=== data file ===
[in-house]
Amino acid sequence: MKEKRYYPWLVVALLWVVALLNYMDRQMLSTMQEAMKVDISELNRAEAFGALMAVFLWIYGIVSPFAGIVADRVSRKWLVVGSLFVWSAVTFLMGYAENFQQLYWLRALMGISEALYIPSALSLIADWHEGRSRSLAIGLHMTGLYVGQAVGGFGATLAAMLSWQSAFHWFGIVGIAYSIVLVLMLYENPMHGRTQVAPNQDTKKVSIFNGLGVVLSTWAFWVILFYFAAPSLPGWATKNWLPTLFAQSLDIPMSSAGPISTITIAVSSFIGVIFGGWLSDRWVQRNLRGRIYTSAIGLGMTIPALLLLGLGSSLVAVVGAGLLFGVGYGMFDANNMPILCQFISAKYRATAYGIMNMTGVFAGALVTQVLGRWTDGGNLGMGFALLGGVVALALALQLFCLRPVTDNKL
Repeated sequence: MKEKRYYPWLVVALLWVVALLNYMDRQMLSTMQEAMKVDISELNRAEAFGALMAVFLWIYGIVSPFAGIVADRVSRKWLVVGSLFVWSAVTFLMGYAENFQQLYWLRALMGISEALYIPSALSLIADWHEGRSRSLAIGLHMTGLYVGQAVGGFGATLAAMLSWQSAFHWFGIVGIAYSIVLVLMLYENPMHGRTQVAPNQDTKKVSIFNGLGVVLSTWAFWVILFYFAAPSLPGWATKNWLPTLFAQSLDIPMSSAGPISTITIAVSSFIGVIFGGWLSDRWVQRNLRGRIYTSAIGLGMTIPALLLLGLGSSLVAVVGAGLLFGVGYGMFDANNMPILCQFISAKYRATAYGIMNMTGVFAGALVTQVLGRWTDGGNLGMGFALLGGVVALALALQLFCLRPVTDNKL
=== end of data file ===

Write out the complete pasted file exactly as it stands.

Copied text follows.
[in-house]
Amino acid sequence: MKEKRYYPWLVVALLWVVALLNYMDRQMLSTMQEAMKVDISELNRAEAFGALMAVFLWIYGIVSPFAGIVADRVSRKWLVVGSLFVWSAVTFLMGYAENFQQLYWLRALMGISEALYIPSALSLIADWHEGRSRSLAIGLHMTGLYVGQAVGGFGATLAAMLSWQSAFHWFGIVGIAYSIVLVLMLYENPMHGRTQVAPNQDTKKVSIFNGLGVVLSTWAFWVILFYFAAPSLPGWATKNWLPTLFAQSLDIPMSSAGPISTITIAVSSFIGVIFGGWLSDRWVQRNLRGRIYTSAIGLGMTIPALLLLGLGSSLVAVVGAGLLFGVGYGMFDANNMPILCQFISAKYRATAYGIMNMTGVFAGALVTQVLGRWTDGGNLGMGFALLGGVVALALALQLFCLRPVTDNKL
Repeated sequence: MKEKRYYPWLVVALLWVVALLNYMDRQMLSTMQEAMKVDISELNRAEAFGALMAVFLWIYGIVSPFAGIVADRVSRKWLVVGSLFVWSAVTFLMGYAENFQQLYWLRALMGISEALYIPSALSLIADWHEGRSRSLAIGLHMTGLYVGQAVGGFGATLAAMLSWQSAFHWFGIVGIAYSIVLVLMLYENPMHGRTQVAPNQDTKKVSIFNGLGVVLSTWAFWVILFYFAAPSLPGWATKNWLPTLFAQSLDIPMSSAGPISTITIAVSSFIGVIFGGWLSDRWVQRNLRGRIYTSAIGLGMTIPALLLLGLGSSLVAVVGAGLLFGVGYGMFDANNMPILCQFISAKYRATAYGIMNMTGVFAGALVTQVLGRWTDGGNLGMGFALLGGVVALALALQLFCLRPVTDNKL